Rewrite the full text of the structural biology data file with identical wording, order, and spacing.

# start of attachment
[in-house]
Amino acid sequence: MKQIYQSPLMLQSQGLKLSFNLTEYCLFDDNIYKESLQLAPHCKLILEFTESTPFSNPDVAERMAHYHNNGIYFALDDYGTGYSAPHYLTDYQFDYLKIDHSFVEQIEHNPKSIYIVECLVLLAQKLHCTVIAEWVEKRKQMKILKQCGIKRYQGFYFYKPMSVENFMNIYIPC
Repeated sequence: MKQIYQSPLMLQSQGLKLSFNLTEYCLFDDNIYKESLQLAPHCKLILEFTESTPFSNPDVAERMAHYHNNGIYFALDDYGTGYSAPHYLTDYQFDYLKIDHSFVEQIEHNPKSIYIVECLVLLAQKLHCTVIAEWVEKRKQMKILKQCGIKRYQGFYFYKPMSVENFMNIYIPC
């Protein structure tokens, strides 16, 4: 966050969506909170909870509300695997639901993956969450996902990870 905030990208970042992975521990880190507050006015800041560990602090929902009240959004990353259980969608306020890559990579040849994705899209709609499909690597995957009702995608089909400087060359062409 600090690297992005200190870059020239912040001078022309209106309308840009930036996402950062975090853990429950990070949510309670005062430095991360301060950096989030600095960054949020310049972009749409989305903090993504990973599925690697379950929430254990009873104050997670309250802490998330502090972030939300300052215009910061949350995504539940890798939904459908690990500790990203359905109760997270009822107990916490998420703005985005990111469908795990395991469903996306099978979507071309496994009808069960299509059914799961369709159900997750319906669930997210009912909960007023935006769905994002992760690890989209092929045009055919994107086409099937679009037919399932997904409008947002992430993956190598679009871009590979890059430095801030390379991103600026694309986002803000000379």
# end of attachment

[in-house]
Amino acid sequence: MKQIYQSPLMLQSQGLKLSFNLTEYCLFDDNIYKESLQLAPHCKLILEFTESTPFSNPDVAERMAHYHNNGIYFALDDYGTGYSAPHYLTDYQFDYLKIDHSFVEQIEHNPKSIYIVECLVLLAQKLHCTVIAEWVEKRKQMKILKQCGIKRYQGFYFYKPMSVENFMNIYIPC
Repeated sequence: MKQIYQSPLMLQSQGLKLSFNLTEYCLFDDNIYKESLQLAPHCKLILEFTESTPFSNPDVAERMAHYHNNGIYFALDDYGTGYSAPHYLTDYQFDYLKIDHSFVEQIEHNPKSIYIVECLVLLAQKLHCTVIAEWVEKRKQMKILKQCGIKRYQGFYFYKPMSVENFMNIYIPC
């Protein structure tokens, strides 16, 4: 966050969506909170909870509300695997639901993956969450996902990870 905030990208970042992975521990880190507050006015800041560990602090929902009240959004990353259980969608306020890559990579040849994705899209709609499909690597995957009702995608089909400087060359062409 600090690297992005200190870059020239912040001078022309209106309308840009930036996402950062975090853990429950990070949510309670005062430095991360301060950096989030600095960054949020310049972009749409989305903090993504990973599925690697379950929430254990009873104050997670309250802490998330502090972030939300300052215009910061949350995504539940890798939904459908690990500790990203359905109760997270009822107990916490998420703005985005990111469908795990395991469903996306099978979507071309496994009808069960299509059914799961369709159900997750319906669930997210009912909960007023935006769905994002992760690890989209092929045009055919994107086409099937679009037919399932997904409008947002992430993956190598679009871009590979890059430095801030390379991103600026694309986002803000000379």